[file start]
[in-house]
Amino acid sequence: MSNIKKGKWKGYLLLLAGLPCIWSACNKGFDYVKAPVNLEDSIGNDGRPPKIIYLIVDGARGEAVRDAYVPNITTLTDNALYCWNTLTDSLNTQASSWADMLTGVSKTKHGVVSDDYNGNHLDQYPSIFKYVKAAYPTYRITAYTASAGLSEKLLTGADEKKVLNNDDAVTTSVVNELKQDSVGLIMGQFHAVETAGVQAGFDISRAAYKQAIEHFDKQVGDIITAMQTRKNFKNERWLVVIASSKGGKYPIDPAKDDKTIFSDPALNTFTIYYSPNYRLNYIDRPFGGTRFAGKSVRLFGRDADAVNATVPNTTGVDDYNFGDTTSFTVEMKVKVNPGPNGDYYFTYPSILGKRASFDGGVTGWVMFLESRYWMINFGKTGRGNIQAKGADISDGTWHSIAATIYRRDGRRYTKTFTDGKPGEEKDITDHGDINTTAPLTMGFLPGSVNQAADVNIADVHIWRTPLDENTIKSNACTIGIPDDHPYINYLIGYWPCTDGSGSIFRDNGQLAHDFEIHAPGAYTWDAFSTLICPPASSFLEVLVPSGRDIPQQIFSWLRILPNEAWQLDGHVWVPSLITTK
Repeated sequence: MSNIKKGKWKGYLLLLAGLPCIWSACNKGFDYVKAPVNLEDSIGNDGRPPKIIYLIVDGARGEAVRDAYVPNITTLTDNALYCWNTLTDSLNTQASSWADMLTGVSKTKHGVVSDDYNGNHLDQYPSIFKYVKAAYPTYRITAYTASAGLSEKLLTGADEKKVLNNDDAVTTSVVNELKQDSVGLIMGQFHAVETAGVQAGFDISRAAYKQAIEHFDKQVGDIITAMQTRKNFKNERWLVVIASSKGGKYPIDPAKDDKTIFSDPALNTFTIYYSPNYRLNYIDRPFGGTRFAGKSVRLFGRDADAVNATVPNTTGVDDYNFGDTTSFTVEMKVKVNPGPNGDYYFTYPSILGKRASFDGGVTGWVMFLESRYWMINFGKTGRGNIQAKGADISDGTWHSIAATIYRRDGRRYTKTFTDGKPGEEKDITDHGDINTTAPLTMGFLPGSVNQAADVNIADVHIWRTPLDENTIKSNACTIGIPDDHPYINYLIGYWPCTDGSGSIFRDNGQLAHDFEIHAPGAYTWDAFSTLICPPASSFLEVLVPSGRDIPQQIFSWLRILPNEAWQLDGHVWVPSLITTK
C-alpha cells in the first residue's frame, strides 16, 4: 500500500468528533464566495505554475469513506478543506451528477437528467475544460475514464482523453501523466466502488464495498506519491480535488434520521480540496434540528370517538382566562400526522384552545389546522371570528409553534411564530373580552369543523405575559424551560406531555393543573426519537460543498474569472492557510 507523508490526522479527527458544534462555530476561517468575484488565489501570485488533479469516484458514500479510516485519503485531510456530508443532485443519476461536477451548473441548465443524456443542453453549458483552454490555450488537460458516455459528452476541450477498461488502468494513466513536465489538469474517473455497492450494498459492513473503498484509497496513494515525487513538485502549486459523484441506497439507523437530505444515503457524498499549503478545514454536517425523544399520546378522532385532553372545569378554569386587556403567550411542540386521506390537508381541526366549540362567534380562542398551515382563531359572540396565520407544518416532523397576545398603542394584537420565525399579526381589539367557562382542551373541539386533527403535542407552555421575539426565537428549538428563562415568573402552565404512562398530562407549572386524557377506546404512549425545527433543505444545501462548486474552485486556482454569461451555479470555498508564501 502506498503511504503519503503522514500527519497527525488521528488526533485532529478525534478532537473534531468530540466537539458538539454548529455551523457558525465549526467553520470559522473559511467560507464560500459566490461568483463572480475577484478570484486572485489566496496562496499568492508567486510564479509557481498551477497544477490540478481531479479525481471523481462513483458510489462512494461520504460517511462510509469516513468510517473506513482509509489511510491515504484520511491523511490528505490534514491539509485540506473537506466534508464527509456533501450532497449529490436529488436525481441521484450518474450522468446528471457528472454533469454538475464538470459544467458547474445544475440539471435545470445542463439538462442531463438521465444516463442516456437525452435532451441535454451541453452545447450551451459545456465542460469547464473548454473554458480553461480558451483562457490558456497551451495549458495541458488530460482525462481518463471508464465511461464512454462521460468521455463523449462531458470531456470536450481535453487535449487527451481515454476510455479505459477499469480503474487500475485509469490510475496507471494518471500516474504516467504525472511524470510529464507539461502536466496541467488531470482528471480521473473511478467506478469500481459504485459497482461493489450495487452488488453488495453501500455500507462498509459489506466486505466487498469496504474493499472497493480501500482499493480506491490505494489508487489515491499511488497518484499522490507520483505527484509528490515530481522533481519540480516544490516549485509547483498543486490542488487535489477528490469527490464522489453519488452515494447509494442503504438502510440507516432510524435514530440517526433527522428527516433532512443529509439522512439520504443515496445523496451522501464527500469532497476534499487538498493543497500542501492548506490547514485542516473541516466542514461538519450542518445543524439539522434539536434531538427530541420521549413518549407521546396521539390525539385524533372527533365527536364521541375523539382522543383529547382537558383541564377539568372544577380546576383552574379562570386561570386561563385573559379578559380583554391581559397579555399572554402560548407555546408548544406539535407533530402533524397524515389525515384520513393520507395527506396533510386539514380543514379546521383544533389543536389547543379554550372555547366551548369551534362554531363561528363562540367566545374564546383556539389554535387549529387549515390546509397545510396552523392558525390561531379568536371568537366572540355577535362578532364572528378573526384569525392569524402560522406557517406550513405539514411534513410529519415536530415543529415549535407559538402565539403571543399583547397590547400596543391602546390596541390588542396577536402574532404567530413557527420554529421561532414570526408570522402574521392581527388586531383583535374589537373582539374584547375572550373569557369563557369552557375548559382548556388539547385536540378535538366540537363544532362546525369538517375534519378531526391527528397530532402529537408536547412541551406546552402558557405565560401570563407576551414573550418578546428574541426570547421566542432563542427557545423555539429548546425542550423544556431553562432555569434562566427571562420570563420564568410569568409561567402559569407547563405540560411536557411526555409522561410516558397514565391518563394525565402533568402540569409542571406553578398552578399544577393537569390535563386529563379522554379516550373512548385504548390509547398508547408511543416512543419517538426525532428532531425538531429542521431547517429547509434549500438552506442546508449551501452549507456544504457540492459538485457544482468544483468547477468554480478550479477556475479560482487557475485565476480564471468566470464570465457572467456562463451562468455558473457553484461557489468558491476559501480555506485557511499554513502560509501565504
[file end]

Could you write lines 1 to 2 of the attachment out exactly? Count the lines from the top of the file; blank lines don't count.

[in-house]
Amino acid sequence: MSNIKKGKWKGYLLLLAGLPCIWSACNKGFDYVKAPVNLEDSIGNDGRPPKIIYLIVDGARGEAVRDAYVPNITTLTDNALYCWNTLTDSLNTQASSWADMLTGVSKTKHGVVSDDYNGNHLDQYPSIFKYVKAAYPTYRITAYTASAGLSEKLLTGADEKKVLNNDDAVTTSVVNELKQDSVGLIMGQFHAVETAGVQAGFDISRAAYKQAIEHFDKQVGDIITAMQTRKNFKNERWLVVIASSKGGKYPIDPAKDDKTIFSDPALNTFTIYYSPNYRLNYIDRPFGGTRFAGKSVRLFGRDADAVNATVPNTTGVDDYNFGDTTSFTVEMKVKVNPGPNGDYYFTYPSILGKRASFDGGVTGWVMFLESRYWMINFGKTGRGNIQAKGADISDGTWHSIAATIYRRDGRRYTKTFTDGKPGEEKDITDHGDINTTAPLTMGFLPGSVNQAADVNIADVHIWRTPLDENTIKSNACTIGIPDDHPYINYLIGYWPCTDGSGSIFRDNGQLAHDFEIHAPGAYTWDAFSTLICPPASSFLEVLVPSGRDIPQQIFSWLRILPNEAWQLDGHVWVPSLITTK